FREQUENTLY ASKED QUESTIONS

Concrete cutting can be incredibly confusing. For some of our customers, such as home owners, a single concrete cutting job may be their only encounter with the industry. So, we understand that people have lots of questions. Here are some of our most frequently asked questions. Don't see your question, or not satisfied with the answer? Call us today and we'll be happy to answer any and all of your questions.
Do I need permits to cut a window in my basement?
A building permit and possibly a development permit is required for cutting a window(s) at a residential dwelling.  Furthermore, in order to do any digging, we require locates for underground utilities to be done before we dig.
Who is responsible for marking out the required measurements for window cutting?
The customer is responsible for marking out measurements and location of where cutting is to be performed.
How much room is needed to access the window for cutting?
Typically our crews need a minimum of 1’ on either side of the cut to be made, 1’ below the cut, and 4’ back from the cut. Keep in mind this may require excavation. Use cut backs to avoid having your excavation collapse.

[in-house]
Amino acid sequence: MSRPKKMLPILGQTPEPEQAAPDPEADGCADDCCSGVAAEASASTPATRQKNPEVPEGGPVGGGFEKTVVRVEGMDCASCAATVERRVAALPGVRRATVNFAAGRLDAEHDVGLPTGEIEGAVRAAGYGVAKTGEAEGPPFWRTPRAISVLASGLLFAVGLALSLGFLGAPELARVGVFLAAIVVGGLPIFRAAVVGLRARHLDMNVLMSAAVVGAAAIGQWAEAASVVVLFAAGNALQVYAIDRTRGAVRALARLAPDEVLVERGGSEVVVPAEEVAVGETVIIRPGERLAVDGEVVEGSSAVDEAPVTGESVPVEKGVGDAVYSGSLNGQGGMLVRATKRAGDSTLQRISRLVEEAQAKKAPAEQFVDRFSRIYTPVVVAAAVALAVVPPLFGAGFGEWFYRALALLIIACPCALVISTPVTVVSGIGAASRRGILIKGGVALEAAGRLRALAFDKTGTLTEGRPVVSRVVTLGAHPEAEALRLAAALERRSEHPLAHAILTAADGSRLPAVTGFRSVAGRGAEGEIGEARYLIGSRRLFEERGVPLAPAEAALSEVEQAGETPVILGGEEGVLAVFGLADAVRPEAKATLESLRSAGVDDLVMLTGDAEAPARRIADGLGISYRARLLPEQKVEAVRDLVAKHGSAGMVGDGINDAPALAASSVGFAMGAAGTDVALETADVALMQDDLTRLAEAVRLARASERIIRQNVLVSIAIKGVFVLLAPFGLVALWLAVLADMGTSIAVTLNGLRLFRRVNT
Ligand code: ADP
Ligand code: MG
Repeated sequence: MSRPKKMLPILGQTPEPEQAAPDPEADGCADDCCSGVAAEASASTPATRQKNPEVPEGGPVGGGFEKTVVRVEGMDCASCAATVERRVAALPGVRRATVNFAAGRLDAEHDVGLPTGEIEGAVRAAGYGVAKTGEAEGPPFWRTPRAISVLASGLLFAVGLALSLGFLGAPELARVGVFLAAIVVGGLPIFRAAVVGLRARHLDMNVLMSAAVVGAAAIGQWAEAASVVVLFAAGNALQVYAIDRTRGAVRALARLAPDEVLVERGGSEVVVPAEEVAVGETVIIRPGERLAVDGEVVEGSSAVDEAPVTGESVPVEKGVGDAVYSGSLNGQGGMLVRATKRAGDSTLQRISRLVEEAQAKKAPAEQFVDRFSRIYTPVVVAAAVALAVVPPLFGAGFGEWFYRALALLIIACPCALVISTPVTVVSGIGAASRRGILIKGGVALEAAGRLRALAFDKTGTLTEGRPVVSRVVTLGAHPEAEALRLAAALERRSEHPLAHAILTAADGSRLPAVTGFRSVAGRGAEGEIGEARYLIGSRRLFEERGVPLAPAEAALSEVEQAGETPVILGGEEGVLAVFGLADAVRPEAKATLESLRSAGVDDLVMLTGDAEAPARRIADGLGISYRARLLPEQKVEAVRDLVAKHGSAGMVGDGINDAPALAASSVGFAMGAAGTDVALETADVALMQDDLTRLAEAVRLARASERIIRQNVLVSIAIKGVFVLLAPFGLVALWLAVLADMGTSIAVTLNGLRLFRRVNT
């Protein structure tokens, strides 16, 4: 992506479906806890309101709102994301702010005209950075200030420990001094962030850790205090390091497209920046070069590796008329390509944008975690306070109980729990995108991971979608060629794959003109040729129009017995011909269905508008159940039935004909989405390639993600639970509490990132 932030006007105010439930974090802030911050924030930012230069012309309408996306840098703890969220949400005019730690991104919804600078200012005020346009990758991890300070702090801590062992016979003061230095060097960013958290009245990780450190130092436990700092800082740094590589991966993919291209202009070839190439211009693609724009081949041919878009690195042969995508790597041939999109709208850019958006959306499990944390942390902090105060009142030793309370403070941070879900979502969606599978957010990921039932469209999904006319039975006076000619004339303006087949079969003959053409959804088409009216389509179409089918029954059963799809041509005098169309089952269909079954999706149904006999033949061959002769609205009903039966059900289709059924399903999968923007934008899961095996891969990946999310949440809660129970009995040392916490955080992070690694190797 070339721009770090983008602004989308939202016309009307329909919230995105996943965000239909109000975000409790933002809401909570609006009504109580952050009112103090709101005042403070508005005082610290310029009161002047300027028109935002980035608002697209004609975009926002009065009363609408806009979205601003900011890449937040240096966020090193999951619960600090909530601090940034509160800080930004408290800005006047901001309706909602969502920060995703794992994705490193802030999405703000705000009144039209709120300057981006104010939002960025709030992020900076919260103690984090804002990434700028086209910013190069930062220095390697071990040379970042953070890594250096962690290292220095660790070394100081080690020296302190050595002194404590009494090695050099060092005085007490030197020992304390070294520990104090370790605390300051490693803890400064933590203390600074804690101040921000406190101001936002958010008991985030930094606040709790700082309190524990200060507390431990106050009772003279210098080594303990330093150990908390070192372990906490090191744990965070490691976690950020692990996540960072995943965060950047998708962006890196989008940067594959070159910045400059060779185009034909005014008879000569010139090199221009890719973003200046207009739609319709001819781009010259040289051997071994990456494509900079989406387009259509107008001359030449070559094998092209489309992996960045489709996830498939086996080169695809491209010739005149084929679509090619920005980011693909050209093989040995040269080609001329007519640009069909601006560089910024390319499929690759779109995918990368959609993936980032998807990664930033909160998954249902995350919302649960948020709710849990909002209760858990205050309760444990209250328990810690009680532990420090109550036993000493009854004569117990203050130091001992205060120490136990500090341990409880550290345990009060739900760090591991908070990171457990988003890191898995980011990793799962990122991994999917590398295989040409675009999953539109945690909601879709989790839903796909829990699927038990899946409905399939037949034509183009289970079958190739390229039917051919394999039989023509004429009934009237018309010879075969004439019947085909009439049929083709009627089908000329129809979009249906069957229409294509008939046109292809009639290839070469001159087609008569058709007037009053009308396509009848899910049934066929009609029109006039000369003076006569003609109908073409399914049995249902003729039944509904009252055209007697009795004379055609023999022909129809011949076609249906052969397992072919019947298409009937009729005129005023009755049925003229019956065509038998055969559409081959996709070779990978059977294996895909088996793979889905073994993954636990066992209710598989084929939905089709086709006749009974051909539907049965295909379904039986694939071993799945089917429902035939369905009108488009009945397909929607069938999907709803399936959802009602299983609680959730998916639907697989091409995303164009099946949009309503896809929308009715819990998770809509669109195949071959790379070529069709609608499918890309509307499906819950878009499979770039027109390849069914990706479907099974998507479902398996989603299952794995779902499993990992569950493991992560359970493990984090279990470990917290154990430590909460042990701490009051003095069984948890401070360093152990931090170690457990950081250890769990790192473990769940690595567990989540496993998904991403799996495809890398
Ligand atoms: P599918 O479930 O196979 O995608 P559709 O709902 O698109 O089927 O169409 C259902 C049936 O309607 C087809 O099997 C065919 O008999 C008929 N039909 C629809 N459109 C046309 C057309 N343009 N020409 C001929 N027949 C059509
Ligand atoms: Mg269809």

What if I physically cannot do the digging required to have my window cut?
Rodeo Cutting & Coring Ltd. will dig your windows with excavating equipment and/or manual digging for an additional fee.
Do I have to have overcuts on my marked out windows?
Ideally, yes we would prefer to have overcuts for easier removal of the concrete.  We typically estimate overcuts to be 6” on all four corners.
What is slurry, and why is concrete cutting so messy?
Well, slurry is a by-product of the cutting process. It’s a waste material made up of the water used to lubricate the diamond blade or bit, as well as the fine concrete dust created by the cutting process. As to the second part of the question, we pride ourselves on keeping our work as clean as possible. That being said, slurry is messy and can be difficult to control. We use guards, poly, vacuums, and other measures to minimize the mess and to ensure your job site or home looks exceptional when we leave.